– We need to disabuse the notion that that these waters are nothing but a stock for immediate human needs and recognize that the Himalayan rivers are an interlinked flow of water, sediments and energy. The nature of the interaction among the three constitutes an important segment of river ecology in all parts of their respective basins, starting from the high mountains to the floodplains, deltas and estuaries of the rivers and the coastal areas. Modifications to the rivers may have significant impacts that can cascade throughout the system, impacting ecosystems and economies in unexpected ways. These interconnections needs to be considered and accounted for within the decision making process.
– We need better and more comprehensive identification and assessment of the diverse ecosystem processes and services of the Himalayan rivers in all parts of their basins – this is basic for developing ecologically informed and comprehensive methods for design and evaluation of water related projects. What do we do with sediment that accumulates behind storage dams? What are the impacts downstream from reduced sediment flow? How will a new project impact downstream ecosystems, their constituent processes, and vital services they provide?
– We need to accept that there will be high flows in a monsoon climate. An expected natural event is not an aberration and needn’t become disaster. The high flows can be a source of water for the off-monsoon periods and the flows themselves can support ecological processes. The need for dam storage may also include providing mock high flows that can support ecological needs. Once storage is planned in a way that can help ecosystems, economies, and people, there is more room for downstream impacts of a storage project to be positive for communities and the environment.
– We need to accept the shifting lands. The GBM carries the highest annual suspended sediment load in the world, and sediment carried by streams and rivers results in geo-morphological dynamism in the foothills, floodplains and delta. The GBM delta has been constantly advancing southwards into the Bay of Bengal as the Bengal Fan, up to a distance of about 1000 kilometers. This dynamism and the morphological implications of large mass wasting events in the Himalaya, make the river channels subject to large scale shifting that traditional engineering has not adequately internalized. A policy for the sediments needs to be integral to the policy for the Himalayan rivers. Engineered solutions to water problems in this region need to account for and work with the shifting landscape.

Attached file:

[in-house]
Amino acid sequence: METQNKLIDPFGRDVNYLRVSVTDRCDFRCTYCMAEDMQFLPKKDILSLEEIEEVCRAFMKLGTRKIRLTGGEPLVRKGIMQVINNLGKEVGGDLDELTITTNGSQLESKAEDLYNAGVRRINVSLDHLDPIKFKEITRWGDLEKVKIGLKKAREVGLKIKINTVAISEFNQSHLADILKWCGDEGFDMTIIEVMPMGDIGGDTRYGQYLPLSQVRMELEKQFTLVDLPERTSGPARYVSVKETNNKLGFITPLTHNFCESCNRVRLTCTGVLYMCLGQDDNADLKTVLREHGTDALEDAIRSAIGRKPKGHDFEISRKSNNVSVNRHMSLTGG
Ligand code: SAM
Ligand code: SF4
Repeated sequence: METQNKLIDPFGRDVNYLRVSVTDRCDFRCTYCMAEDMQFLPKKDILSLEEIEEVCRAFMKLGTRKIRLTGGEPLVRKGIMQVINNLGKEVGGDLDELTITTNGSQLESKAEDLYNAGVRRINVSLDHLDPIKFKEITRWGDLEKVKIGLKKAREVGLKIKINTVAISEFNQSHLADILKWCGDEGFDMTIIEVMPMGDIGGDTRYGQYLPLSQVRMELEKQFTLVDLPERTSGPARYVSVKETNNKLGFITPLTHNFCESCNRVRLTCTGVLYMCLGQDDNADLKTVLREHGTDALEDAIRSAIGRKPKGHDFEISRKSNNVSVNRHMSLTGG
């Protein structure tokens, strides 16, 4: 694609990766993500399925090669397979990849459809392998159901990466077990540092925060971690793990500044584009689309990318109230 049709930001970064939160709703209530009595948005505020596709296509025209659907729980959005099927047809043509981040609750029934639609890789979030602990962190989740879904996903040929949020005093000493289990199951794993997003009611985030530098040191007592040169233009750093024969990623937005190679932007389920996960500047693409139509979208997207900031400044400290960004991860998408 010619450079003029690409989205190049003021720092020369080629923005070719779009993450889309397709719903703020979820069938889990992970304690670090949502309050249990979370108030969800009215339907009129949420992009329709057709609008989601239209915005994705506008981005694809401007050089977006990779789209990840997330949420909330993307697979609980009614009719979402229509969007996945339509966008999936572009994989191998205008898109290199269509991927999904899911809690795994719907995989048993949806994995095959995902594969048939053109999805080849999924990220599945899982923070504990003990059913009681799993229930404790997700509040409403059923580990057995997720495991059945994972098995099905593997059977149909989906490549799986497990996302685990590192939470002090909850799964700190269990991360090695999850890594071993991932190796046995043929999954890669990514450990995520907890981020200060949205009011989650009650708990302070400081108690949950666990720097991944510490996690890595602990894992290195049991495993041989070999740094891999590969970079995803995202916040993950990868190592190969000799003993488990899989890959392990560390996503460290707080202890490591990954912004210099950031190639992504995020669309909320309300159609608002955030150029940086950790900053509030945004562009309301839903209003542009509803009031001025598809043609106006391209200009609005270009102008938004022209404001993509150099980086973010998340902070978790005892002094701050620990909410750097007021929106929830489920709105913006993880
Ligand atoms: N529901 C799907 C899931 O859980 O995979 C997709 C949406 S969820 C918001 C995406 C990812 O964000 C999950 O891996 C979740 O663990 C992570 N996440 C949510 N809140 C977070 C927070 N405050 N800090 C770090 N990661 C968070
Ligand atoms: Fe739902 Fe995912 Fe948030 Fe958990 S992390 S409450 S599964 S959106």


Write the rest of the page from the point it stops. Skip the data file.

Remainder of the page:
– We must use stakeholder input from all users, including ecosystem services, to generate water systems engineering that optimizes and sustains ecosystem services in all parts of the basins for basin wide advancement of well-being, as uninformed efforts at the maximization of economic returns from individual projects have the potential to cause more harm than good.
– We need to acknowledge and plan for the reality that one day we will exhaust supply-side solutions and will need to achieve far greater efficiency for water use demand management across surface and groundwater use in all sectors. Identifying and enabling opportunities to research and implement these technologies should be a priority in water diplomacy efforts.
To accomplish this, we need new dimensions in the education of water systems engineers and hydro-diplomats within South Asia. Just as we need to develop new approaches and policies for sustainable ecological engineering for economic advancement and water security, we first need to prepare engineers and leaders to address these challenges for the water future of South Asia with confidence.